Hi,

In message "Re: map taking an argument (was: Re: join_with)"
    on Thu, 14 Dec 2006 01:58:15 +0900, dblack / wobblini.net writes:

|There was an RCR a while back, rejected by Matz, that asked for:
|
|   enum.map(:m)
|
|to be the same as:
|
|   enum.map {|e| e.m }
|
|It looks like Ruby >= 1.9 has this:
|
|   enum.map(&:m)
|
|which strikes me as the same thing, functionally, but visually noisier
|and semantically more obscure.
|
|I'm just wondering what the rationale is for rejecting the simple
|version and introducing the less simple one.

(a) noisier form works not only for map, but also for every method
    that take a block.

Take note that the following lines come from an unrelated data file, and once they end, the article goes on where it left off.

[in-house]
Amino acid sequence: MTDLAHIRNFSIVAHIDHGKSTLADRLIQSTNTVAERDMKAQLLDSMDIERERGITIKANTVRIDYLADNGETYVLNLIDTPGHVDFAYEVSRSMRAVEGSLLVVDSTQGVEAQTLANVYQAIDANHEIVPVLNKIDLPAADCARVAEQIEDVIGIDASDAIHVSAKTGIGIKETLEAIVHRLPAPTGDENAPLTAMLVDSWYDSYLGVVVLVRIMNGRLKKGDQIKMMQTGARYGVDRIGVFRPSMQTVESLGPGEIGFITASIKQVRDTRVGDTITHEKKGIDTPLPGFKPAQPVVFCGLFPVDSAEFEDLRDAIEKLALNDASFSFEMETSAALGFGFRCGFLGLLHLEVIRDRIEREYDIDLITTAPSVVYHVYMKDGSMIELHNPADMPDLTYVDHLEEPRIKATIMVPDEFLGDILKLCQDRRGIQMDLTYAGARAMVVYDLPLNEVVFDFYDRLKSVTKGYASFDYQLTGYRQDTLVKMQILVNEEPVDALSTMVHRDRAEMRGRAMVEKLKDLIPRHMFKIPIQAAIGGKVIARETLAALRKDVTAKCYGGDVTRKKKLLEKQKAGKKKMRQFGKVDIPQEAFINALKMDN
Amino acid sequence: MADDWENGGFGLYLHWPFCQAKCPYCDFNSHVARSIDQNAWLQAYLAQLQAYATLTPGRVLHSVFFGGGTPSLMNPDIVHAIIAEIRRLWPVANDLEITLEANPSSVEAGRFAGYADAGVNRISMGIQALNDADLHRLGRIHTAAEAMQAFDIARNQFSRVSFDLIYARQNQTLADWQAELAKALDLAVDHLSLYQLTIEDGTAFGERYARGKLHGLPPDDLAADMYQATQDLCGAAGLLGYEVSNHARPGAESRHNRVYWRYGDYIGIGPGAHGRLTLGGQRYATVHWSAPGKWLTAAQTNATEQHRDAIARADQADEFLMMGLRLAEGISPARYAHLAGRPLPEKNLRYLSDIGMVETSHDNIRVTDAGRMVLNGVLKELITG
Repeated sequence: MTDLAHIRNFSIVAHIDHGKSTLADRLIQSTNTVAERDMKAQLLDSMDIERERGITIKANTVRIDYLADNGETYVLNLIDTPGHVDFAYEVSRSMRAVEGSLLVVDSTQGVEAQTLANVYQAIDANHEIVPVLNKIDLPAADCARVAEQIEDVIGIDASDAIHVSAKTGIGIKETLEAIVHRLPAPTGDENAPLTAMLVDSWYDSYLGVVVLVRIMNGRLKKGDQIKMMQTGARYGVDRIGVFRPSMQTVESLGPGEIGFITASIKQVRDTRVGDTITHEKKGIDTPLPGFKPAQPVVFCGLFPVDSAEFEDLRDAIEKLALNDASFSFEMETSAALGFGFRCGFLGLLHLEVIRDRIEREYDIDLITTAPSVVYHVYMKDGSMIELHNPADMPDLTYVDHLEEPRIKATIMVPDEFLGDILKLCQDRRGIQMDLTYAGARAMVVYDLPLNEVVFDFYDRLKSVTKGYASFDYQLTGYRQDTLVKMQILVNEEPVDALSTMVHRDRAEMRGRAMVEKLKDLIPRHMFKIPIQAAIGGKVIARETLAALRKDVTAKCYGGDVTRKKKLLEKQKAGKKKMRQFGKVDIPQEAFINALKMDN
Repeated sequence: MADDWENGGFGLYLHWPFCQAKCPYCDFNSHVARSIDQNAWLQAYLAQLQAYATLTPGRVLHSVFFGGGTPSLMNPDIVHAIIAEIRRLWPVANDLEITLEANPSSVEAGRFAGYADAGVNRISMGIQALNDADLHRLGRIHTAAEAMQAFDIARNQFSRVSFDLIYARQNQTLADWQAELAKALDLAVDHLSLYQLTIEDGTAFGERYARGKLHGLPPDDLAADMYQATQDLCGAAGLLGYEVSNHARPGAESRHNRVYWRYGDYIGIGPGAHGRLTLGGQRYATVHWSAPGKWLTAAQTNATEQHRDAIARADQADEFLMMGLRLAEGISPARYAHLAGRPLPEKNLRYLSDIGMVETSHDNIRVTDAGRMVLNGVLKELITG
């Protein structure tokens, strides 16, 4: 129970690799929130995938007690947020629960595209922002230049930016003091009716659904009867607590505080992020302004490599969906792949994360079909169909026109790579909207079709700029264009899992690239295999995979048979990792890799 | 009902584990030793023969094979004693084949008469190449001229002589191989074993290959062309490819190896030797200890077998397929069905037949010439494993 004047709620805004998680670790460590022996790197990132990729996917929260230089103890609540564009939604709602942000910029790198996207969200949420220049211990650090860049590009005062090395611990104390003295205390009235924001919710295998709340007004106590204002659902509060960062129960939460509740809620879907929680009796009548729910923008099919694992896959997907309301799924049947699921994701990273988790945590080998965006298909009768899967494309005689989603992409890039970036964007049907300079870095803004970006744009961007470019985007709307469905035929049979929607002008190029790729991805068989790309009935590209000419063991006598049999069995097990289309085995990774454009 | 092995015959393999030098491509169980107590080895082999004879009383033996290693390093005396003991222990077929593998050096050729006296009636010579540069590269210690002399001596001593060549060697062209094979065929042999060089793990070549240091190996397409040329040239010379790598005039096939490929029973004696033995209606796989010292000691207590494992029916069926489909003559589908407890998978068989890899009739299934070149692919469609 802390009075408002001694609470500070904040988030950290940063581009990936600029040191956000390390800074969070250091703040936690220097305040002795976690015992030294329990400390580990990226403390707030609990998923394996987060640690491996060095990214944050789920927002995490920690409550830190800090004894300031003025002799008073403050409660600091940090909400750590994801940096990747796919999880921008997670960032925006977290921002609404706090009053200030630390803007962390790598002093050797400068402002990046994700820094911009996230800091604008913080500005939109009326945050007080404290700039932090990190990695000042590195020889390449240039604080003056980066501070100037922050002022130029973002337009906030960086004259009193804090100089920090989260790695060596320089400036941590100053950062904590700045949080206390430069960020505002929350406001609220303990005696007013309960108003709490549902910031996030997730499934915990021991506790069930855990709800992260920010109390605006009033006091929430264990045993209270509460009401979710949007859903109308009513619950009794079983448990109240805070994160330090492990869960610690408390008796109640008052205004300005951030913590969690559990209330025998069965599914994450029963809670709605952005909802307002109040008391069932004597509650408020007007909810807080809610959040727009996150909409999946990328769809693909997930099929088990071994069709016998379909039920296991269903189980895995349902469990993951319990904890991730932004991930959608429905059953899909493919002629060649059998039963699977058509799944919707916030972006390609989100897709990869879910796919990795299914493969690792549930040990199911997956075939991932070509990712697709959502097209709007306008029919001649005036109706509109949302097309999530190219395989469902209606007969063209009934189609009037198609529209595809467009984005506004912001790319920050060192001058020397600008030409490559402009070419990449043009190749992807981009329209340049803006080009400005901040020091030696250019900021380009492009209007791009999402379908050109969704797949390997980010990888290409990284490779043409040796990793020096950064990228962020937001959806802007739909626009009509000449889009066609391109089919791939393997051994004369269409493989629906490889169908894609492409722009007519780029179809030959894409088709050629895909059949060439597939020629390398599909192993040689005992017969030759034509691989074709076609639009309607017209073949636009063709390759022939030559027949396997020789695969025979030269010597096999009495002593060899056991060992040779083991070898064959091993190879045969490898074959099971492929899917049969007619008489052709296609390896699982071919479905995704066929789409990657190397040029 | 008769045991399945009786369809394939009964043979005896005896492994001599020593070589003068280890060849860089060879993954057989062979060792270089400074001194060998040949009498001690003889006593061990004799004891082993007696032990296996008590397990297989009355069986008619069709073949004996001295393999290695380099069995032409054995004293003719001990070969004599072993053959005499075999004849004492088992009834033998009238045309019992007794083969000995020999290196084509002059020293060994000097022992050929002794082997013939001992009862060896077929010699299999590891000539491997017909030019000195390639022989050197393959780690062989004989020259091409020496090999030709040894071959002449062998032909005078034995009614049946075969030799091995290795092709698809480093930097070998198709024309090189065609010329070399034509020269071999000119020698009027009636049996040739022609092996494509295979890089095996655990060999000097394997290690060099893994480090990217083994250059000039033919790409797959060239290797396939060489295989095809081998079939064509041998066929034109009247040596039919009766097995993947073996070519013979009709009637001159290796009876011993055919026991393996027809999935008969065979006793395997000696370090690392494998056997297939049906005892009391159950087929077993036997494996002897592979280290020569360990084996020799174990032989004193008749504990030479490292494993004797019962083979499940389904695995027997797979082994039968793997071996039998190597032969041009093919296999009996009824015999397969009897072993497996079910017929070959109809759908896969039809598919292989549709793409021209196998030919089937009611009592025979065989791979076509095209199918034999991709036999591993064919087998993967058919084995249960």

(b) if we wanted to add same functionality for every iterator method,
    we have to modify them all.  besides that, some iterator methods
    already take arguments that make less noisy form difficult.

(c) ampersand would serve as visual clue, which tells you that symbol
    works as some kind of block.  it is difficult to tell what :m
    means in less noisy form.  that could be a method name that map
    based on instead of each, or some other thing.

Choose whichever you want.

							matz.